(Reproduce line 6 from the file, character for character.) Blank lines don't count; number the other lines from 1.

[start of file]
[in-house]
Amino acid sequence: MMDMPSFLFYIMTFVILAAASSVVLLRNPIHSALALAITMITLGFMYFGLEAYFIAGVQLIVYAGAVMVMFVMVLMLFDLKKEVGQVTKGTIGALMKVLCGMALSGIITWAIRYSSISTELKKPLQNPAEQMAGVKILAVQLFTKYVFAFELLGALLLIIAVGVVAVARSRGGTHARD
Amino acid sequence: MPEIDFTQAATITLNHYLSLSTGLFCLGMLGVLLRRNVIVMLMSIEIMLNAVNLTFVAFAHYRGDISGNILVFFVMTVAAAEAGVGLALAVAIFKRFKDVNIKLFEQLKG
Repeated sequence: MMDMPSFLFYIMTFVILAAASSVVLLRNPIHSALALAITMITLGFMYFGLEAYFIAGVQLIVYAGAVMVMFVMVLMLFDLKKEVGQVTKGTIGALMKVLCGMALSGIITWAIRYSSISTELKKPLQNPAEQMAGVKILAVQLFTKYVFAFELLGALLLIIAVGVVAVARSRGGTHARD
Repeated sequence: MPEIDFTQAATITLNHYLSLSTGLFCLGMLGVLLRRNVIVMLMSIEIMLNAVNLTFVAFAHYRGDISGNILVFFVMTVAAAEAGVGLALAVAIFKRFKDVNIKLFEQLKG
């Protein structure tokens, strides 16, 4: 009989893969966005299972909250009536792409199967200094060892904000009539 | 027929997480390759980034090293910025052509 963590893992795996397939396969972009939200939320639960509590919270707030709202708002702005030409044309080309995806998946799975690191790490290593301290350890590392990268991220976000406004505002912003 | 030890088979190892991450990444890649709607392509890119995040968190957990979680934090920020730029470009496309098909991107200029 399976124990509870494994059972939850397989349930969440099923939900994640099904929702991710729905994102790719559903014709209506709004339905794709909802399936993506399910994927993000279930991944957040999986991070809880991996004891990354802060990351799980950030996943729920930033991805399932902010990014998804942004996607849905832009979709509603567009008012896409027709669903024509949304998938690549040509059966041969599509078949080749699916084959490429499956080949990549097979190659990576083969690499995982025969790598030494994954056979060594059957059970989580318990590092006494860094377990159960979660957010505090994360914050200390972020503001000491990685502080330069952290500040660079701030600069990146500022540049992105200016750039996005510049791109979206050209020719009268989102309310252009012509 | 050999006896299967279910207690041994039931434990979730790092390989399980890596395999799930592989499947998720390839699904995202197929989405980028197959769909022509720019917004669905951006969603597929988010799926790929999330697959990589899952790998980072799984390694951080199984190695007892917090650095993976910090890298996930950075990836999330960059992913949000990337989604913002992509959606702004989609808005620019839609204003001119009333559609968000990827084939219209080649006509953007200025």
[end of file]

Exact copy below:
């Protein structure tokens, strides 16, 4: 009989893969966005299972909250009536792409199967200094060892904000009539 | 027929997480390759980034090293910025052509 963590893992795996397939396969972009939200939320639960509590919270707030709202708002702005030409044309080309995806998946799975690191790490290593301290350890590392990268991220976000406004505002912003 | 030890088979190892991450990444890649709607392509890119995040968190957990979680934090920020730029470009496309098909991107200029 399976124990509870494994059972939850397989349930969440099923939900994640099904929702991710729905994102790719559903014709209506709004339905794709909802399936993506399910994927993000279930991944957040999986991070809880991996004891990354802060990351799980950030996943729920930033991805399932902010990014998804942004996607849905832009979709509603567009008012896409027709669903024509949304998938690549040509059966041969599509078949080749699916084959490429499956080949990549097979190659990576083969690499995982025969790598030494994954056979060594059957059970989580318990590092006494860094377990159960979660957010505090994360914050200390972020503001000491990685502080330069952290500040660079701030600069990146500022540049992105200016750039996005510049791109979206050209020719009268989102309310252009012509 | 050999006896299967279910207690041994039931434990979730790092390989399980890596395999799930592989499947998720390839699904995202197929989405980028197959769909022509720019917004669905951006969603597929988010799926790929999330697959990589899952790998980072799984390694951080199984190695007892917090650095993976910090890298996930950075990836999330960059992913949000990337989604913002992509959606702004989609808005620019839609204003001119009333559609968000990827084939219209080649006509953007200025």